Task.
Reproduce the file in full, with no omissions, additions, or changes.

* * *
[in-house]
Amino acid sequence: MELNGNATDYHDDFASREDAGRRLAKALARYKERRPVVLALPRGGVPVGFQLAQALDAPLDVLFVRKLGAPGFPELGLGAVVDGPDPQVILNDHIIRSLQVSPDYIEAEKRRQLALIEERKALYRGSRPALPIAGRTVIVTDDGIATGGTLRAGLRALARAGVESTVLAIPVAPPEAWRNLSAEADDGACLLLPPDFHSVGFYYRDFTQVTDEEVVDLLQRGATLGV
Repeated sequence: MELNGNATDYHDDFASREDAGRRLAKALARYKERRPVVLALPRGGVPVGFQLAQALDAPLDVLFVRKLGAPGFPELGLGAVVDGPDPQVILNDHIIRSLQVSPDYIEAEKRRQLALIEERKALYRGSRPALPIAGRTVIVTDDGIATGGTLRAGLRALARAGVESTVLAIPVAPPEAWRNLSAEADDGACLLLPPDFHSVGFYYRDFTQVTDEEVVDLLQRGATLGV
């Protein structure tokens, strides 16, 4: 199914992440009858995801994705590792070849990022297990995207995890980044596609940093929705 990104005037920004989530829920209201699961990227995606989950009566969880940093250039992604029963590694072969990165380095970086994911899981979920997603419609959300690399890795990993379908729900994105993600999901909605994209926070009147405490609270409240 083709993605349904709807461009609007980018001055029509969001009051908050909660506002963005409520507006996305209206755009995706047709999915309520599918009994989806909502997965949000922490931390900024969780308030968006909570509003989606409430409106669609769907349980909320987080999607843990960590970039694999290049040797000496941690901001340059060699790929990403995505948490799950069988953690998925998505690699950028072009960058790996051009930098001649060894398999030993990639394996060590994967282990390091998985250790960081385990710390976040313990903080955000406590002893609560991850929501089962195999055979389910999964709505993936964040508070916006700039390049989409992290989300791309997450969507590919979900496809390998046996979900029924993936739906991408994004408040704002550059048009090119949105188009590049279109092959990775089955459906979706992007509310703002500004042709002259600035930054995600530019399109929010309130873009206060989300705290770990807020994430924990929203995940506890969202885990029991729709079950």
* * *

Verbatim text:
[in-house]
Amino acid sequence: MELNGNATDYHDDFASREDAGRRLAKALARYKERRPVVLALPRGGVPVGFQLAQALDAPLDVLFVRKLGAPGFPELGLGAVVDGPDPQVILNDHIIRSLQVSPDYIEAEKRRQLALIEERKALYRGSRPALPIAGRTVIVTDDGIATGGTLRAGLRALARAGVESTVLAIPVAPPEAWRNLSAEADDGACLLLPPDFHSVGFYYRDFTQVTDEEVVDLLQRGATLGV
Repeated sequence: MELNGNATDYHDDFASREDAGRRLAKALARYKERRPVVLALPRGGVPVGFQLAQALDAPLDVLFVRKLGAPGFPELGLGAVVDGPDPQVILNDHIIRSLQVSPDYIEAEKRRQLALIEERKALYRGSRPALPIAGRTVIVTDDGIATGGTLRAGLRALARAGVESTVLAIPVAPPEAWRNLSAEADDGACLLLPPDFHSVGFYYRDFTQVTDEEVVDLLQRGATLGV
């Protein structure tokens, strides 16, 4: 199914992440009858995801994705590792070849990022297990995207995890980044596609940093929705 990104005037920004989530829920209201699961990227995606989950009566969880940093250039992604029963590694072969990165380095970086994911899981979920997603419609959300690399890795990993379908729900994105993600999901909605994209926070009147405490609270409240 083709993605349904709807461009609007980018001055029509969001009051908050909660506002963005409520507006996305209206755009995706047709999915309520599918009994989806909502997965949000922490931390900024969780308030968006909570509003989606409430409106669609769907349980909320987080999607843990960590970039694999290049040797000496941690901001340059060699790929990403995505948490799950069988953690998925998505690699950028072009960058790996051009930098001649060894398999030993990639394996060590994967282990390091998985250790960081385990710390976040313990903080955000406590002893609560991850929501089962195999055979389910999964709505993936964040508070916006700039390049989409992290989300791309997450969507590919979900496809390998046996979900029924993936739906991408994004408040704002550059048009090119949105188009590049279109092959990775089955459906979706992007509310703002500004042709002259600035930054995600530019399109929010309130873009206060989300705290770990807020994430924990929203995940506890969202885990029991729709079950």